x Abu Dhabi, UAEFriday 19 January 2018

My Bike: Two decades on two wheels

Michael Brown, an avid motorcycle rider since his first bike at age 25, loves the roads of the UAE – and the ability to easily avoid Dubai's traffic jams.

Michael Brown upgraded from a 1,200cc bike to his 1,300cc BMW, but these days he rides for pleasure rather than thrills. Satish Kumar / The National
Michael Brown upgraded from a 1,200cc bike to his 1,300cc BMW, but these days he rides for pleasure rather than thrills. Satish Kumar / The National

The sight of a motorbike is still a relative rarity on UAE roads, delivery bikes notwithstanding, and the BMW K1200RS that managing director Michael Brown proudly rides around the streets of Dubai certainly attracts its share of attention.

"I have owned several bikes, Kawasakis and BMWs. I had two 1200cc bikes and this one is the upgraded 1300cc version. It is a far better bike in many ways than either of the 1,200s," says Brown.

Being a biker for a good part of his life, Brown has enjoyed whizzing along the open roads for more than two decades.

"It is a completely different experience from any other means of transportation. You are on the outside, so you see far more and experience the effects of the elements at varying speeds.

"The acceleration on a bike is much quicker than on normal cars because of the power-to-weight ratio, and as any biker will tell you, it is hard to beat the thrill of accelerating hard out of a curve after leaning over with your knee almost touching the road," says Brown.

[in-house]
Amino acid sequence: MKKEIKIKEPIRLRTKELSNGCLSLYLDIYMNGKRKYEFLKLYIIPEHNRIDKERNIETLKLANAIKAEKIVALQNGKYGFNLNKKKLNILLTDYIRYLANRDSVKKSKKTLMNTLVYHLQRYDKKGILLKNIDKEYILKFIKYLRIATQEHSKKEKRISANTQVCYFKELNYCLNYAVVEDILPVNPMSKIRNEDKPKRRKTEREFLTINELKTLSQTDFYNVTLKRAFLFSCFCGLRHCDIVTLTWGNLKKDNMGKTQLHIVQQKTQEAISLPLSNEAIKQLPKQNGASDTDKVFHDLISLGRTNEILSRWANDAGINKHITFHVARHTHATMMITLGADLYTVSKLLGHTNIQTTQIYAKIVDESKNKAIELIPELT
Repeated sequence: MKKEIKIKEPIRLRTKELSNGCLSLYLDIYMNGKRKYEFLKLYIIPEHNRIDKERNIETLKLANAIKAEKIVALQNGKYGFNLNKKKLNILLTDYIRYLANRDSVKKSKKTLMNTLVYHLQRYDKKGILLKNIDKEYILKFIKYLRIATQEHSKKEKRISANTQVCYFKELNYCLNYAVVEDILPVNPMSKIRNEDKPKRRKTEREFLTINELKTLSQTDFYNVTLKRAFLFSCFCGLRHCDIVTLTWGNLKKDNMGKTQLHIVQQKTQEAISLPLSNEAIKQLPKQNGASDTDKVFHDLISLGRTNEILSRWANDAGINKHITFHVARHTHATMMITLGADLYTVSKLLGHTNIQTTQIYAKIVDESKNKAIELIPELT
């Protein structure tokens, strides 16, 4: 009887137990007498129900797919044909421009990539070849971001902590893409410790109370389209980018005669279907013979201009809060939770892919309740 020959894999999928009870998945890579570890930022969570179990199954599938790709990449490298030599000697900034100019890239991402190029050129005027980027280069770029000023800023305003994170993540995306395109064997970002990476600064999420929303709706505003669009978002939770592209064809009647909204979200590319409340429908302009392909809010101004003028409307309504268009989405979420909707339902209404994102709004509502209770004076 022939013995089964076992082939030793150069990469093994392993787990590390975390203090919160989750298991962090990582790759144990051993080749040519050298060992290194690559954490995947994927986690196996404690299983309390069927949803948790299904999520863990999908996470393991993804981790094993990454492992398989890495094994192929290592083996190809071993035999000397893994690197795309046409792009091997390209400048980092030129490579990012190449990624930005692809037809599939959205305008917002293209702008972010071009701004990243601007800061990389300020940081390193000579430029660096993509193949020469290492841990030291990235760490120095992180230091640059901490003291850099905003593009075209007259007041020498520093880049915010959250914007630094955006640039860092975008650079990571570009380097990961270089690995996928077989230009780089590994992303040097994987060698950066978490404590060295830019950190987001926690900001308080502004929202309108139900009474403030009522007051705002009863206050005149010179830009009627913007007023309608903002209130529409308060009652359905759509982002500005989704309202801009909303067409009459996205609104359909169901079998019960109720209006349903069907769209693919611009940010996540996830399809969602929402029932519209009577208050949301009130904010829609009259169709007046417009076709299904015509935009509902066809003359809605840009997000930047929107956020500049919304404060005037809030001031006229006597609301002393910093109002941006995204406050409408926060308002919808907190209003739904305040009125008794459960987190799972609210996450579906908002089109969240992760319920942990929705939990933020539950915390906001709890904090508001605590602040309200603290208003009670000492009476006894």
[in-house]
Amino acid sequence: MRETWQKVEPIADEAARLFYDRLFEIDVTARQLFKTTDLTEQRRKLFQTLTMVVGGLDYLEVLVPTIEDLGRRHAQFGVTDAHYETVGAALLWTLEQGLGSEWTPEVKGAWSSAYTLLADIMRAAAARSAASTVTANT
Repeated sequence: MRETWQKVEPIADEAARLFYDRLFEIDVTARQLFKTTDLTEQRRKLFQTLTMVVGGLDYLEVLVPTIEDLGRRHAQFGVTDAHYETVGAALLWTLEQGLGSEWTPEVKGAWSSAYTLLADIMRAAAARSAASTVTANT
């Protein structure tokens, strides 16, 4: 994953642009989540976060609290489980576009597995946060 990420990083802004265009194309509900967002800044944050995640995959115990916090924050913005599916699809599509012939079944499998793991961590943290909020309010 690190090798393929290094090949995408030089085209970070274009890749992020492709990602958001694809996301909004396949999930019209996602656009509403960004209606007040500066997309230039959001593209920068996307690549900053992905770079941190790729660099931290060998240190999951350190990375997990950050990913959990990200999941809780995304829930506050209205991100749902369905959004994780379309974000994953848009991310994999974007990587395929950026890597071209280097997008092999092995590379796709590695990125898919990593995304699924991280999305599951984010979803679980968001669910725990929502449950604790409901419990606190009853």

Despite the unforgiving heat of a UAE summer, Brown says, the area is still one of the most beautiful countries to enjoy cruising around with a motorcycle.

"I have been riding in the UAE for around 16 years and I still love every minute of it. The route through Ras al Khaimah to Khasab, Oman, is the most exhilarating ride I have ever done, and must surely be one of the best in the world," he says.

"A big bonus is that traffic jams hardly exist for a bike, which saves a lot of time getting across town during the day, especially here in the UAE," he adds.

Brown initially bought a bike motivated by a sense of rebellion. He says it is "one of the things your parents worry about but your peers seem to admire". To this day, despite being 49 years old, Brown still retains his biker spirit.

"Now, it is for the pleasure of riding on good roads with great scenery, plus, of course, it saves a lot of time in traffic and it significantly shortens every journey. I don't think it is a midlife crisis, as I have been doing it for so long," jokes Brown.

After he obtained his motorcycle licence back in the UK, Brown chose the Kawasaki ZX10, a racy 1,000cc sports model, to kick-start his now lifelong motorcycling journey.

"It was the fastest production bike in the world at the time. In retrospect, I probably should have started with something slower, but I was 25 at the time so a bit more sensible than at 18," he says.

He learnt the hard way that, as a biker, he is much more vulnerable than car drivers on the road.

"I've had only one serious accident, on a backstreet in Bahrain when a car suddenly crossed the road in front of me. My headlight was on, the driver looked me in the eye before pulling out, and as I lay on the ground afterwards she kept saying 'I didn't see you'. I learnt an important lesson that day which I would like all young riders to hear: always assume you are completely invisible and ride accordingly.

"Bikes are more vulnerable and less visible than cars, which means [bikers] have to be much more aware."

As a father of three daughters, Brown is particularly defensive of his kids from other bikers.

"I trust myself completely, but would find it almost impossible to ride pillion. I would hate any of my three daughters to go on a bike with anyone except me.

"My then-girlfriend, now wife, used to come out with me but hasn't done since we have had kids - which is sad in a way but I understand why," he said.